Macular epiretinal membranes (ERM) occur in 7-12% of individuals over 50 years of age; only about 15% are symptomatic and merit surgical intervention. Surgical outcomes are generally excellent as most patients improve; though only 25-50% of patients improve to 20/40 or better. We report management of an idiopathic ERM where post-operative worsening of surgical outcomes was not merely reversed but augmented by intravitreal triamcinolone.
A 73-year-old diabetic patient presented with a recent-onset visual decline OD. His best-corrected visual acuity was 20/80 OD and 20/20 OS. Anterior segment was unremarkable OU, except a posterior-chamber intraocular lens. Fundus examination showed a macular ERM OD [Fig. 1a] with mild non-proliferative diabetic retinopathy with no macular edema; left fundus was normal. Optical coherence tomography (OCT) revealed vitreomacular traction; central macular thickness (CMT) was 630μm [Fig. 1b]. After obtaining an informed consent from the patient, he underwent vitrectomy, ERM removal, and membrane peeling with dual staining: Trypan Blue dye 0.15% (Retiblue, Aurolab, Madurai, India) for ERM and Brilliant Blue G 0.05% (Ocublue Plus, Aurolab, Madurai, India) for internal limiting membrane. Sulfur hexafluoride 20% was used for post-operative tamponade. 4 weeks later, BCVA had improved to 20/40; CMT was 379 μm [Fig. 1c, d]. Over the next 6 weeks, BCVA gradually declined to 20/60 with CMT increasing again to 412 μm and recurrence of macular cystic changes [Fig. 1e, f]. The patient received intravitreal triamcinolone acetonide (IVTA, 4 mg/0.1 mL) OD. Within 4 weeks, BCVA recovered to 20/40 (CMT: 323 μm). Over the next 10 weeks, the BCVA improved to 20/20 OD [Fig. 1g, h]; intraocular pressure remained normal.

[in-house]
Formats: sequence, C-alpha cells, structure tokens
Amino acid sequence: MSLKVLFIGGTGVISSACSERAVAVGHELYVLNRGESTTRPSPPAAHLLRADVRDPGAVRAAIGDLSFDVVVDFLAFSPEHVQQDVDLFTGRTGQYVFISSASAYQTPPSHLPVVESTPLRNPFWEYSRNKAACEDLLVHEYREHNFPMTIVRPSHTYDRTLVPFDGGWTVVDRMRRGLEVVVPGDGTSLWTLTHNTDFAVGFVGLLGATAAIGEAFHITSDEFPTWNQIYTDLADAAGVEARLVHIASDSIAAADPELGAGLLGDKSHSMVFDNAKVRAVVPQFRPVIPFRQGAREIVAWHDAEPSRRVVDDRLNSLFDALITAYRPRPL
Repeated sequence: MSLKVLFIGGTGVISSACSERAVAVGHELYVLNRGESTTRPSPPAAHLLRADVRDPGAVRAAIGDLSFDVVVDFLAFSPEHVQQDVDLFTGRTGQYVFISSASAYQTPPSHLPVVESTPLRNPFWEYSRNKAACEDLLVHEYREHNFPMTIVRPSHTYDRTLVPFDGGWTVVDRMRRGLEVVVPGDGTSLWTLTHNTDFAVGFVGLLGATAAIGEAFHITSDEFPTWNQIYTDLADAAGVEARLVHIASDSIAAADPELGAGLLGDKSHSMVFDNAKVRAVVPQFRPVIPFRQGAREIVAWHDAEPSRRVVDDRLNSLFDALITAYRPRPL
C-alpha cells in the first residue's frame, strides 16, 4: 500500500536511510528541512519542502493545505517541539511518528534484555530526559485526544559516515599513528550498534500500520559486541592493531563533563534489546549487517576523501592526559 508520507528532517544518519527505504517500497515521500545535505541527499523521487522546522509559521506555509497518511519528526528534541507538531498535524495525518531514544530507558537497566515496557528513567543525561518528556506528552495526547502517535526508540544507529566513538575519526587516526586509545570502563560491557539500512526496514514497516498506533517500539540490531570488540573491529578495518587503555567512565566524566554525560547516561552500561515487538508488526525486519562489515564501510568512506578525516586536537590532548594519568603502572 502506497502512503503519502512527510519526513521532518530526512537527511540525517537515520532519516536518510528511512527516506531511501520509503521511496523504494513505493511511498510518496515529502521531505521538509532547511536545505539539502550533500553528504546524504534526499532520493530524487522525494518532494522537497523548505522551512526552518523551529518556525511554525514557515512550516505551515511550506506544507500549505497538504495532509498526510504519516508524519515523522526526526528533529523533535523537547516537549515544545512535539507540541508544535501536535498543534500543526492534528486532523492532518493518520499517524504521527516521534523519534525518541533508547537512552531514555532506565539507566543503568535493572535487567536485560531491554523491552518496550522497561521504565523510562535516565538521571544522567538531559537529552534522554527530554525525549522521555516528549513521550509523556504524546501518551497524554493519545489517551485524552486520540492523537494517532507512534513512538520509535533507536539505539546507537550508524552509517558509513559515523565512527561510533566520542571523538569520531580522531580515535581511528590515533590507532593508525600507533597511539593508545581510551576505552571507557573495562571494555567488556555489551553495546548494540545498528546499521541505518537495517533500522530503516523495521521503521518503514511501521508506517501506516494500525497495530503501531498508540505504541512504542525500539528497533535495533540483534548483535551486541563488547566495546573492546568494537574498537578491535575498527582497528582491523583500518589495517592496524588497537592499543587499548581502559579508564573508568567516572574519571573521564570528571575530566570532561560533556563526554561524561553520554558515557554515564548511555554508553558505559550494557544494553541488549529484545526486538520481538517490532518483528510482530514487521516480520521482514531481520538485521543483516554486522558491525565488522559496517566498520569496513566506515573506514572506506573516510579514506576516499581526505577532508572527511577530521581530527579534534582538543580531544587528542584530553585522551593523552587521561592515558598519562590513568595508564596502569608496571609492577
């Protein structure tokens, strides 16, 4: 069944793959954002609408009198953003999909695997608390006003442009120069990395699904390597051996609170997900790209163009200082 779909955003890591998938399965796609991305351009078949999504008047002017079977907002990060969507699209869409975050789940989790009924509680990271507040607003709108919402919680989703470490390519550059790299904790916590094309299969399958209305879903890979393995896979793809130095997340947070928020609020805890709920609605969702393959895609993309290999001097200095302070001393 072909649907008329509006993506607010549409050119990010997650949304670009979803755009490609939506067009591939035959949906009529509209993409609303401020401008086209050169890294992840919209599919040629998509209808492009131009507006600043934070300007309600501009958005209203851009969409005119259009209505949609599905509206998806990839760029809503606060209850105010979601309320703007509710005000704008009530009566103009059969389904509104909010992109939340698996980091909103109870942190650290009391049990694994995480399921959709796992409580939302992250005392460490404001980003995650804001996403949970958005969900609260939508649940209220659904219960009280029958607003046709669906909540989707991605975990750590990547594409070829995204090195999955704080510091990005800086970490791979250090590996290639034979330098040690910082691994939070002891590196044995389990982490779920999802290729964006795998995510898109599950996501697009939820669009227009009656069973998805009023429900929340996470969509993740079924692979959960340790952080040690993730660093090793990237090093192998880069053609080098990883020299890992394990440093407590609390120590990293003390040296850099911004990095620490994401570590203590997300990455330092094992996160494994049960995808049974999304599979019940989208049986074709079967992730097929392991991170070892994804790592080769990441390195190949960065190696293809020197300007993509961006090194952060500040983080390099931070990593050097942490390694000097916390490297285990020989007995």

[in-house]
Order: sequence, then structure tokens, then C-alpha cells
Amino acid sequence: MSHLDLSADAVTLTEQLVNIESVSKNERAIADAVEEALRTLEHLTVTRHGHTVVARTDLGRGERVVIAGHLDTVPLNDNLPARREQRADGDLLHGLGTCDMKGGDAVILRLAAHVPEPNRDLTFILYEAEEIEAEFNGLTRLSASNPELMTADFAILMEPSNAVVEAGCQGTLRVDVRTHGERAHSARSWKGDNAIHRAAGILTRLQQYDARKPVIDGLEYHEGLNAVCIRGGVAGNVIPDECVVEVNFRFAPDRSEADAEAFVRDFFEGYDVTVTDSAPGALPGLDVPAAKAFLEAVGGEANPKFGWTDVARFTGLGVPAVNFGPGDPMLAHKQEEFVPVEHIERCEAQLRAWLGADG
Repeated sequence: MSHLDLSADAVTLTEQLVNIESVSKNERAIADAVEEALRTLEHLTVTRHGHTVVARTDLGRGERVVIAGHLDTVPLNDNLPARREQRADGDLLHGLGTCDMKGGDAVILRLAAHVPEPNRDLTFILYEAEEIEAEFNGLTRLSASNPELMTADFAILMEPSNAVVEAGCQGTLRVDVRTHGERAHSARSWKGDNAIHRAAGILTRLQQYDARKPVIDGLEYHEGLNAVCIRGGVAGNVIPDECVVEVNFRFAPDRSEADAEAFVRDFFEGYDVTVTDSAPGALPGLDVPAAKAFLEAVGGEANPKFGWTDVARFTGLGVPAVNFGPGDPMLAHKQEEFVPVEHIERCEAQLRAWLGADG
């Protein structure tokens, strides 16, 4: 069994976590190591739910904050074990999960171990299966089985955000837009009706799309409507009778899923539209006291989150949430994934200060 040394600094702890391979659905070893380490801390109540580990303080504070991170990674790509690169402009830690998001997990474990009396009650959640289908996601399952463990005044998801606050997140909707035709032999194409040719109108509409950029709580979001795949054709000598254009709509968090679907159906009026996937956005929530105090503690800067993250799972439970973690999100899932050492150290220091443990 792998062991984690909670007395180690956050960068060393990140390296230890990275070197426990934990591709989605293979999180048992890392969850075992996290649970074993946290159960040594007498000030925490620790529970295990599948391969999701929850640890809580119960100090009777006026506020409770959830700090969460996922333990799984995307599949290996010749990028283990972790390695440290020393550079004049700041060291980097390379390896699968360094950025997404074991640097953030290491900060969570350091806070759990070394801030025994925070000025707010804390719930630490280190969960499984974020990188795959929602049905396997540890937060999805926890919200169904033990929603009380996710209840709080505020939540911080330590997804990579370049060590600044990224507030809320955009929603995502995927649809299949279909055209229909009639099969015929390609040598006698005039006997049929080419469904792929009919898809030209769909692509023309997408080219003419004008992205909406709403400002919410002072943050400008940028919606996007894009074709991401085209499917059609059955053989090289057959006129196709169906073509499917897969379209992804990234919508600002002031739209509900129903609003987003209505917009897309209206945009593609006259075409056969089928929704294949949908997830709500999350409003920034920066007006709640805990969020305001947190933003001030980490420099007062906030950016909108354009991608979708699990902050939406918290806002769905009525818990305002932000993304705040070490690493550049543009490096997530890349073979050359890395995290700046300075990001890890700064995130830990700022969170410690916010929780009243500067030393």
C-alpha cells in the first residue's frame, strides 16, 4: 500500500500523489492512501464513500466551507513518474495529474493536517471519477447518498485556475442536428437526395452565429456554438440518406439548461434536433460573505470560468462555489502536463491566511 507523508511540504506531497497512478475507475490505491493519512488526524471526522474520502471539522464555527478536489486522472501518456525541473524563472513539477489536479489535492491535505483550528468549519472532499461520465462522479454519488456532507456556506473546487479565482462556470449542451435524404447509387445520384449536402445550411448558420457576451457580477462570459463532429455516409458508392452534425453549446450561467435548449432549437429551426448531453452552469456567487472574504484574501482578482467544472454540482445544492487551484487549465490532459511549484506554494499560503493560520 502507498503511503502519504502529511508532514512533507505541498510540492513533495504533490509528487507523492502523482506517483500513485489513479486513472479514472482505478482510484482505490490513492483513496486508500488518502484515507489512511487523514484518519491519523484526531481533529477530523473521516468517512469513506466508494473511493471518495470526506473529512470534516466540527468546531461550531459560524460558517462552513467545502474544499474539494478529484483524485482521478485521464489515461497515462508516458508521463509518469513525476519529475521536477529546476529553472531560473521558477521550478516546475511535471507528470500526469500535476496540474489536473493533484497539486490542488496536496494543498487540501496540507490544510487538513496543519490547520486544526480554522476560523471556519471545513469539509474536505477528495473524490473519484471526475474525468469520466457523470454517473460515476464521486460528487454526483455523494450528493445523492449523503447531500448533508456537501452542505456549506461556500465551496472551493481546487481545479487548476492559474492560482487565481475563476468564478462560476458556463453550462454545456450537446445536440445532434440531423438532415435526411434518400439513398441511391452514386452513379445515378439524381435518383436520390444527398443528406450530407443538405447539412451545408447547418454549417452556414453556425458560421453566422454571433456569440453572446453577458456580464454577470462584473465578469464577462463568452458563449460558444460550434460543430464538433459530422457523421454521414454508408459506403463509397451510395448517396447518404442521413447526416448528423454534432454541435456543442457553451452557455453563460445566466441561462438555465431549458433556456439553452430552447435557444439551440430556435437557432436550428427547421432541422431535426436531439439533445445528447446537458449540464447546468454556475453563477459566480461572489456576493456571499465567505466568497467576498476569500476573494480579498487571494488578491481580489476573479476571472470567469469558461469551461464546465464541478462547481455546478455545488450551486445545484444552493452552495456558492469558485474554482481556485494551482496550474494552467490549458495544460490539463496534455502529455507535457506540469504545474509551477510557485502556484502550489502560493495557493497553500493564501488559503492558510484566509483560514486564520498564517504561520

Persistence of macular edema after vitrectomy for ERM removal is well-known; and is generally attributed to chronic vascular leakage. But recurrence of edema after an initial post-surgical resolution has been rarely reported. Consequently, no treatment has been suggested in the literature for such a recurrence. It is possible that gas tamponade delayed the vascular leakage in our patient. We attempted treatment of recurrent macular edema with IVTA on the basis that it would favorably affect macular edema due to both vascular and inflammatory etiologies. Remarkably, IVTA did not merely restore the post-operative visual outcome, but improved it to 20/20; a rare event in ERM surgery in spite of the excellent visual gains reported. This outcome was obtained in spite of an interrupted inner segment-outer segment (IS-OS) junction in the pre-operative OCT [Fig. 1b]: a documented negative prognostic factor. Finally, visual recovery is reported to peak around 12-24 months after ERM removal with reconstitution of IS-OS junction; we obtained both the milestones much earlier, at 6 months postoperatively in this case. Konstantinidis et al used IVTA routinely after vitrectomy for ERM; they reported excellent visual outcomes, which were obtained in a short time, as in our case. However, proactive use of IVTA as reported by these authors may invite other problems like secondary glaucoma and cataract; and can be recommended as a default part of surgical protocol only after a head-to-head trial against vitrectomy without IVTA for ERM. I propose a case for using IVTA to enhance surgical outcome when residual or recurrent macular edema is observed after ERM removal.
I acknowledge the support of TIFAC-CORE, a government of India initiative, for this project.
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Conflict of Interest: None declared.